There are two main ways to get to Pokhara, by road or by air. Tourist buses, private cars, and taxis are all options, and while inexpensive, can take anywhere from 6-9 hours. Road conditions vary, with weather, traffic, and construction contributing to the lengthy travel time. We chose to fly instead. If you can afford it (prices are set around $130 each way), the flight only takes about 25 minutes, assuming it leaves on time. Morning flights seemed to be more reliable. Get to the airport about an hour early and be ready for delays even with good weather.
Getting to the Trail
One more leg of travel is required before you can get your feet on the trail. This will vary for each trek, depending on the region and specific route. Taxis are abundant as well as travel agencies that can arrange everything you will need, from flights to buses and jeep rides.
For our group, things didn’t begin as we originally planned. Two of our group were delayed a day after their flight from Kathmandu to Pokhara was turned back due to bad weather. Having missed our original start time, we altered our itinerary to start farther up the valley, and our trekking agency arranged for two jeeps to drive us to a town called Siwai where we would spend the night and begin trekking the next morning. As we piled into the jeeps, the skies were already darkening, aided by storm clouds that had rolled in like clockwork every afternoon since arriving in Nepal.
Over the next hour and a half I experienced one of the most nerve-racking yet thrilling car rides I’ve ever been a part of. Most roads in Nepal are not paved, and are often crowded with taxis, motorcycles, and the occasional cow. Traffic laws appear to be nonexistent, with drivers following a complex and dynamic set of rules that combine into a chaotic dance as people swerve, honk, brake suddenly, and accelerate through gaps. The portions of road that are paved are often so badly potholed and damaged that you’ll wonder why they were even paved to begin with.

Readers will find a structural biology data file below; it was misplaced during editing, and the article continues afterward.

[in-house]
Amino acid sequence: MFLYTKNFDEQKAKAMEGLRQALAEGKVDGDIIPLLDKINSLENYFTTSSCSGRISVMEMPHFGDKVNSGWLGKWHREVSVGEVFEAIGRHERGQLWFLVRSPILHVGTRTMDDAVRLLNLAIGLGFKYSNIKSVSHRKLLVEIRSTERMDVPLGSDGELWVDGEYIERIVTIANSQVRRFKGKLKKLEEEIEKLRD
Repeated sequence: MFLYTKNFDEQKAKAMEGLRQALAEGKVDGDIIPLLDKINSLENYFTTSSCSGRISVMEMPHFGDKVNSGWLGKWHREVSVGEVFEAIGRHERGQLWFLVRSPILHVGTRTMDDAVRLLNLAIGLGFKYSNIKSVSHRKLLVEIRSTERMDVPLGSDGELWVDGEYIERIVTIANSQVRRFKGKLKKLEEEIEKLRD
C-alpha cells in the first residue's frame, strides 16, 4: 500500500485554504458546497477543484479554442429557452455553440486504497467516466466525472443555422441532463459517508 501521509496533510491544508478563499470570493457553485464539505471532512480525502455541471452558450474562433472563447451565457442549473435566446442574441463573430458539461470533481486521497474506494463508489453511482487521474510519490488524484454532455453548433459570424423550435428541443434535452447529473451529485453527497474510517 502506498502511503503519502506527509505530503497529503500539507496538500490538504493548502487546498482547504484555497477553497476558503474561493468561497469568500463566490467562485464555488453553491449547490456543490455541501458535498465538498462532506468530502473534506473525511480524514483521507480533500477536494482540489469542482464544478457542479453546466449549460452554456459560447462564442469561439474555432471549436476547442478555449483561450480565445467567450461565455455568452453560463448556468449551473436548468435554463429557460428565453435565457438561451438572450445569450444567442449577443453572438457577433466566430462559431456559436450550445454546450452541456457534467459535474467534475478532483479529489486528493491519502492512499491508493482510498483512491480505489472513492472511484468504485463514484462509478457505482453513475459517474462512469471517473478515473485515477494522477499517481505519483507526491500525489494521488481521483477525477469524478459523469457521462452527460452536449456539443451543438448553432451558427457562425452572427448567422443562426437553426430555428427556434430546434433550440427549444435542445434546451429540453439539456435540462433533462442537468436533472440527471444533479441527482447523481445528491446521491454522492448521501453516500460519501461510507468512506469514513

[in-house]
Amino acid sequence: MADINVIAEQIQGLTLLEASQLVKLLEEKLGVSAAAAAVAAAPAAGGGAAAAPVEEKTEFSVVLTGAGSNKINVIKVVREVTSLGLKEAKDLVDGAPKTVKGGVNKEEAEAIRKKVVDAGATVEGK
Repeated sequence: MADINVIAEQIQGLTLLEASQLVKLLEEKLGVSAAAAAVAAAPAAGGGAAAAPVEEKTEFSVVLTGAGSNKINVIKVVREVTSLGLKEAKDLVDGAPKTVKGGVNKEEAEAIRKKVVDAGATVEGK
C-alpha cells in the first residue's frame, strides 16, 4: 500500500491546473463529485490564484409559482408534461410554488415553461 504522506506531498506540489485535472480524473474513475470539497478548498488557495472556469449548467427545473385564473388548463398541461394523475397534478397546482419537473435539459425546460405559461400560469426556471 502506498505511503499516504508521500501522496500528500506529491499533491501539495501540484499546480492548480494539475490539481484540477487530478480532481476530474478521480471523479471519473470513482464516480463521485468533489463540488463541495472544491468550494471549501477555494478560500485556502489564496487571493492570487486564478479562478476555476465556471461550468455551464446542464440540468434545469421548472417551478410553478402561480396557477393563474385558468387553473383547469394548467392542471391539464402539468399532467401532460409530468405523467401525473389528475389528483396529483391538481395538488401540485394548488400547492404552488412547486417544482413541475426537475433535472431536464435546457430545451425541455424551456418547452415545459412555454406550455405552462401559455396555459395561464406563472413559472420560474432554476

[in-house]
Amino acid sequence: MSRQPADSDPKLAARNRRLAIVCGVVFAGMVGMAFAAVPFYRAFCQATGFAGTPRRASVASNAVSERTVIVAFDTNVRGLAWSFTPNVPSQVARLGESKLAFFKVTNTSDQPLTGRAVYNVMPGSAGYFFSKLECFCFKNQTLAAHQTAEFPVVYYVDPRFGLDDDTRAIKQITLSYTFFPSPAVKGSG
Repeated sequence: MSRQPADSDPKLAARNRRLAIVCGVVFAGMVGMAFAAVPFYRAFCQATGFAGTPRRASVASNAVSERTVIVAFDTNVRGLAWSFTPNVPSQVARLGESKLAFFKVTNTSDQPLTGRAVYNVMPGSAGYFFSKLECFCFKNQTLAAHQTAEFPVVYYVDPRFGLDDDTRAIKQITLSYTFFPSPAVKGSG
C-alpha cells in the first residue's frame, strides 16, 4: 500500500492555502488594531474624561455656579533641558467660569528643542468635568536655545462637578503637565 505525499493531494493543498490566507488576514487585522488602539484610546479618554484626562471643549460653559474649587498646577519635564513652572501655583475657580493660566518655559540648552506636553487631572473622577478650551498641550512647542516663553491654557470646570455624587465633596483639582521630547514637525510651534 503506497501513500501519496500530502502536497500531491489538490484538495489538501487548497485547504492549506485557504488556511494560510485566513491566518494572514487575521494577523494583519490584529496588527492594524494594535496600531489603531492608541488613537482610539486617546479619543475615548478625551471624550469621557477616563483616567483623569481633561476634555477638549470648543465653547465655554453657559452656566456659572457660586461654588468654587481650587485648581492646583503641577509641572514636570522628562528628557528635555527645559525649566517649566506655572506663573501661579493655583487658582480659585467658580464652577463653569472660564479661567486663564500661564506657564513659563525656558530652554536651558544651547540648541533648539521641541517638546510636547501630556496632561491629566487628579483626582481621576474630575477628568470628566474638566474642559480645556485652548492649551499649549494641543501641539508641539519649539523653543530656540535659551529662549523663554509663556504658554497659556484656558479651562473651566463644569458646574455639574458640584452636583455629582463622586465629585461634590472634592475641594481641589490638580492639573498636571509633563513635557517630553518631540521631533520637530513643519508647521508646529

As we left town along the main road, a sudden torrential downpour turned portions of the road into a foot deep river of storm runoff. Undeterred, our driver weaved through the torrent, somehow able to dodge the deepest sections as well as oncoming traffic, all while wiping at the quickly fogging windshield with his hand. An hour went by as the road wound through the foothills, past the occasional village, and along the edges of deep forest covered valleys. Night arrived and darkness fell as the jeeps turned off the main road and up a steep winding path that was little more than a wide trail. We slowed to a crawl and bounced over the rough terrain for another 30 minutes before coming to a stop outside a group of quiet teahouses nestled in the forest. From here we would begin our trek to Annapurna Base Camp on foot.
Continue reading about the trek in Part Two here.